London put on quite a show as the 2012 Summer Olympics kicked off this evening with an opening ceremony produced by Danny Boyle. United Kingdom history was celebrated, various performances took place, celebrities and royalty made their appearances, and athletes from the various competing nations paraded out to plant their flags on the hilltop set inside the stadium.
NBC had some video posted on their Olympics Youtube channel but for some reason, they pulled them all. If they return to being embeddable, we'll be sure to add them. In the meantime, while the ceremony didn't managed to top China's production in 2008 (the bar was set really high there), there were some definite high poings in tonight's opening ceremony.
Things got started with four musical performances featuring children representing England, Northern Ireland, Scotland and Wales. This portion of the ceremony was a nod to the agrarian era, which included a grassy setting and villagers playing games and enjoying an era of simpler times.
Kenneth Branagh stepped up onto the hillside near one end of the arena and quoted Shakespeare's The Tempest. At that point, the agrarian era was rolled and carted away, making way for the industrial age. The stage transformed before our eyes as the thousands of costumed volunteers cleared the stage. The grass was removed and underneath, a steely looking surface. The tree on top of the hill rose up and soot-covered industrial workers emerged from underneath, while tall smoke stacks rose up.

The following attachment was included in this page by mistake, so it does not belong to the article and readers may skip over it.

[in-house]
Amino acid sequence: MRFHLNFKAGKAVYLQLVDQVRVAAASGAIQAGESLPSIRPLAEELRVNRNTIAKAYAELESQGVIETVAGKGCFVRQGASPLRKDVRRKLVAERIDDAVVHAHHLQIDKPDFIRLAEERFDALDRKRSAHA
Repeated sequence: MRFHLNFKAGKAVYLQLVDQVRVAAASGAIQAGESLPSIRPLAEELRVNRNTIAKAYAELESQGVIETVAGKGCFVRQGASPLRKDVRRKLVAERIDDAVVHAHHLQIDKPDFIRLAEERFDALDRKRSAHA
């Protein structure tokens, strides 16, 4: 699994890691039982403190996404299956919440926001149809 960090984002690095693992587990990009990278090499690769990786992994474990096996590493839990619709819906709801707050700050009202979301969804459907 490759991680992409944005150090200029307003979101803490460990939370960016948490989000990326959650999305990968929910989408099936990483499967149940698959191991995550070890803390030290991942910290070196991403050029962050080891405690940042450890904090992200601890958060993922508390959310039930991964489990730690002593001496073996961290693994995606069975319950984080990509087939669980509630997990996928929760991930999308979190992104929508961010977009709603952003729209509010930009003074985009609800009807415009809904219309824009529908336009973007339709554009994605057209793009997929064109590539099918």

Tribute was paid to the soldiers, after which the workers lined up to forge a massive ring in the center of the stage. There were also carnival people at some point, though I'm not 100% sure how they fit in to what was happening, but they did add some color to the otherwise smoky setting. The industrial workers lined up to "forge" a huge steel ring, which lit up as though it were fire-hot. The ring eventually raised up to join four other floating rings, which came together to form the interlocking Olympic rings.
It's at this point that it seems someone noticed the Queen wasn't present. Fortunately, James Bond was on hand to fetch her and get her there as quickly as possible. And by that, I mean he got her onto a helicopter and the two parachuted into the stadium. It was a cute illusion, made even better by the fact that it looked the Queen was actually dressed in the same thing she was wearing in the video, making it seem like she'd actually arrived by helicopter.
Once the Her Majesty was settled in, the flag was raised and a children's choir sang God Save the Queen. And then came my favorite part of the whole ceremony. In a tribute to Children's Literature and acknowledgement of the U.K. healthcare system, the "Second Star to the Right" performance took place. This included an appearance (and brief reading) by Harry Potter author J.K. Rowling, and musical performance by Mike Oldfield. It involved children in hospital beds, dancing and eventually dreaming.